CHICAGO (CBS) -- Jermaine Jordan serves hundreds of people every day of the week from his restaurant, and he said money to keep the place going wasn't a problem - until he started having issues accessing his own.
Jordan wears a few hats. He is head chef at Free Hot Meals Restaurant, a corner store he opened at 4100 W. Madison St. in the West Garfield Park neighborhood in order to help people who need it.
"We're here seven days a week feeding the community," Jordan said.
He also owns a car wash and a car dealership, with profits that - coupled with donations - help keep his kitchen stocked and the neighborhood fed.
It's something that's important to Jordan, since he knows what it's like to go without.
"I know what it is to share," he said.
But now, he's having money problems. The problems aren't with his vendors or the donations that keep the place going, but with his bank.
"Bank of America couldn't give me an explanation to why they just froze my account," Jordan said.
He said he gets food discounts with vendors when he pays in cash, so he needs to get cash out of his account often. But Jordan said recently, getting cash from his Bank of America account - also linked to their donations - has become an issue.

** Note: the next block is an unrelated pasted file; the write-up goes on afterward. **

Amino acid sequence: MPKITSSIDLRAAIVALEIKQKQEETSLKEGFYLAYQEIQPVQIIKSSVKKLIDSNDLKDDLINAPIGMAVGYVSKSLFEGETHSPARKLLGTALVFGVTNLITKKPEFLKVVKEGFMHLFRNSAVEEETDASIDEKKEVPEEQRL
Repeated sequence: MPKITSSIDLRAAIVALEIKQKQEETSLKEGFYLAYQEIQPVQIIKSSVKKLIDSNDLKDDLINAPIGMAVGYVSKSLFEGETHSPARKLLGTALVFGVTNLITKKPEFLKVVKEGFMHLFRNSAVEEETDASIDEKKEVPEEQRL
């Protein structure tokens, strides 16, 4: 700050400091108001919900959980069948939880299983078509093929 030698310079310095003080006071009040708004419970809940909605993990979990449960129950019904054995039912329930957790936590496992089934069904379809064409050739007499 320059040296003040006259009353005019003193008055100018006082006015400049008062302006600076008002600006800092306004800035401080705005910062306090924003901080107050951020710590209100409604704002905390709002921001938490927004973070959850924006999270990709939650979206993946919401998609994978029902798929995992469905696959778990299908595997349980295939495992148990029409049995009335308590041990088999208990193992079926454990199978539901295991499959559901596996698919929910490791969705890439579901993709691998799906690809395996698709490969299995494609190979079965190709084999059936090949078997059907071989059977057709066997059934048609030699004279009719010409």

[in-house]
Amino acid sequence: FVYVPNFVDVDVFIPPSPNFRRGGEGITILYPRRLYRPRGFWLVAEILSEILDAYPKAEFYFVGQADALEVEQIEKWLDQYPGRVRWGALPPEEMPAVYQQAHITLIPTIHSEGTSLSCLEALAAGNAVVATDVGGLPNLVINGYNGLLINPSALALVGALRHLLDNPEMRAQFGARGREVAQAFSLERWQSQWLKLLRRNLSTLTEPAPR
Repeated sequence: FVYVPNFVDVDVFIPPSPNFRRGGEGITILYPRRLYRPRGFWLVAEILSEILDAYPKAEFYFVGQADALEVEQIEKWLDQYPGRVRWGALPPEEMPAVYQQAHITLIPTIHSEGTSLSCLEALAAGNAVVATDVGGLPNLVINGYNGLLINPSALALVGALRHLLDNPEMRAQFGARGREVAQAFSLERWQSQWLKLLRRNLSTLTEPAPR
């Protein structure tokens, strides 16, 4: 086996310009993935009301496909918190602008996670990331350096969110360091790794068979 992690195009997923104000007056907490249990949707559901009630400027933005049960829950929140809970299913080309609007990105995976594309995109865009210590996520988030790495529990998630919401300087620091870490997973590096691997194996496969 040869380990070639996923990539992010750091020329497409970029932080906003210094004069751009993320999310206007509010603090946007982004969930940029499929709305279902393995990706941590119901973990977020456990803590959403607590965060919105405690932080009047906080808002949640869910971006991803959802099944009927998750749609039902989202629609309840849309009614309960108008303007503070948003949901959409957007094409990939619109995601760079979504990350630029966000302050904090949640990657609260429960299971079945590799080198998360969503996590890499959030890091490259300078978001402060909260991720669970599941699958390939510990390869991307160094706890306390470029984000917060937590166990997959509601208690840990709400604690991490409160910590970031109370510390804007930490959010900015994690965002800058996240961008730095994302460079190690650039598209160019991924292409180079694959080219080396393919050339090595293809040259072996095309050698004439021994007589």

He said he has been denied cash, has dealt with a randomly frozen account, and has also dealt with what he calls intense security checks when he visits the bank.
At times, all that has prevented him from buying food for the restaurant.
"It put a financial hardship on it," Jordan said.
So he reached out to us. A spokesperson for Bank of America released the following statement:
"We have followed up directly with our client and he understands that his account remains open. We do not have a cash issue in our financial centers. In the interest of serving all our clients, we generally request people planning large cash withdrawals to arrange those in advance so we can have the cash ready in the requested bill denominations without inconveniencing other clients waiting to be served. This is particularly important before holiday weekends when visits to our financial centers may be higher than normal. Repeated withdrawals of large amounts of cash may trigger a routine account review, which is standard policy.
"I'll be sure someone follows up directly with Mr. Jordan and apologizes about his experience."
"Someone from Bank of America could reach out and give an apology," Jordan said.
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